The first discoveries of horse DNA in U.K. "beef products" initially shocked consumers, the meat industry and the media. As the scandal spread from the U.K. to the E.U. and more and more disturbing revelations came to light, U.S. consumers wondered if they were next.
Horsey beef showed up in supermarkets, Ikea meatballs and even Taco Bell. None of these incidents were in the U.S. or involved U.S. beef supplies, however. So does the scandal really matter to Americans? Here's a primer on the answer to that question.
WHY DON'T AMERICANS EAT HORSE?
(Image credit: Parker Knight)
Historically, in the U.K., the horse's noble status prevented it from being served at the dinner table. Those feelings were then passed down to the U.S., where the horse became essential to westward expansion. In recent years, horses have been generally perceived as pets, not livestock. The brouhaha surrounding the horse meat saga is partly based on an emotional and psychological aversion to eating horse, rather than anything being wrong with the meat itself. Unlike pork or beef, horse meat doesn't have a consumer-friendly name to disassociate the meat from its source.
WHAT DOES HORSE TASTE LIKE?
(Image credit: JasonParis)
Horse is edible, better for you than beef and, according to some, it tastes delicious. When Joel Stein, a Time Magazine contributor, first tried a cut of horse, he wrote that it "turned out to be pretty awesome—a sweet, rich, superlean, oddly soft meat, closer to beef than venison."
IS HORSE MEAT EVEN LEGAL IN THE U.S.?
Until recently, both countries legally produced horse meat. In fact, the U.K. still produces it but, due to its unpopularity, it gets shipped off to horse meat-friendly locales like Italy, Belgium and France. Up until 2007, even the U.S. slaughtered horse for its meat and shipped it abroad. The USDA is currently weighing whether to ease the ban. It's also illegal to import horse meat into the U.S.
(Image credit: Charles D P Miller)
DOES ANYONE IN THE U.S. CARE ABOUT THE HORSE MEAT SCANDAL?
According to Brian Mabry, spokesman for the USDA's Food Safety and Inspection Service (FSIS), "None of the countries and companies referenced in the E.U. export beef to the United States." Most experts believe it's unlikely horse will make it into the U.S. meat supply and there's no evidence of horse-tainted beef in the country. For now, the scandal remains an alternately amusing and terrifying side-show for consumers on the "safe side" of the Atlantic.
YES. AND IT MATTERS. HERE'S WHY.
It's not just about horse meat. Until recently, all American beef was banned in Europe. E.U. beef is still banned in the U.S. as a result of the "mad cow" epidemic. Only hormone-free beef, the underwhelming minority of U.S. beef, can legally be imported to Europe, accounting for a grand total of 0.36% of the entire E.U. beef market. The U.S. and E.U. are both listed as a "controlled risk" for beef consumption by the World Organization of Animal Health. As the scandal continues to expose the potential for food safety standards and regulatory processes to be breached on a massive scale, consumers will begin to question the quality of their food.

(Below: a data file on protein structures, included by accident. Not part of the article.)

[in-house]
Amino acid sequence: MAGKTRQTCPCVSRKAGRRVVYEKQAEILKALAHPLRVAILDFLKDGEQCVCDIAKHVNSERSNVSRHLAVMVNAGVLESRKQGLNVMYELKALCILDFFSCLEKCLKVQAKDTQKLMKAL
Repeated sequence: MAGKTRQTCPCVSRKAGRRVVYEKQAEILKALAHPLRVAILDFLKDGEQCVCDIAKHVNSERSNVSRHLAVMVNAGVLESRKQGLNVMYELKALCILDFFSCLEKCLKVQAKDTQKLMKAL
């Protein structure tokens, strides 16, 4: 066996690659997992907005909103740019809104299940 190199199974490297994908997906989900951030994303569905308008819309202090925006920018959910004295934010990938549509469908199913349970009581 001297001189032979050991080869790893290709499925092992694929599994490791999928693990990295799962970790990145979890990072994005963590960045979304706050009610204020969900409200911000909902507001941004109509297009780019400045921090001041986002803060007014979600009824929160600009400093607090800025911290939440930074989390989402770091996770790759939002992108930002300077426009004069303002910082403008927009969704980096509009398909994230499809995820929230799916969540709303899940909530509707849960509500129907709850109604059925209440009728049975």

But scams like this not only erode consumer confidence, they're criminal acts punishable by jail time. Shocking revelations continue to unfold in the media spot light—experts believe some of the horse meat was tainted with toxic painkillers, industry insiders allege the racket was an international criminal conspiracy spearheaded by a Polish and Italian mafia ring and a meat pie in an Icelandic supermarket was found to contain "no mammalian DNA."
So of all the unwanted things to end up on the dinner table, horse is far from the worst. The scandal has instead exposed the food industry's underlying vulnerability to far more horrifying and biologically risky catastrophes—such as drugged-up mystery meat, food fraud and health hazards. Instead of seeking out scapegoats, pro-active companies should demand to know where their meat is coming from and what's in it. If the U.S. meat industry wants to stand up to the scrutiny and avoid a public shaming like the horse meat scandal, it needs to self-enforce stricter regulatory standards.
As for horse meat, legalize and label it. Those who want to eat it, will; those who don't, won't. But at least consumers will know what they are eating.
(Full disclosure: The writer of this article knowingly ate horse meat—and liked it.)
Would you like to see more food and beverage industry news and information like this in your inbox on a daily basis? Subscribe to our Food Dive email newsletter! You may also want to check out Food Dive's look at the age when hot sauce use jumps off a cliff.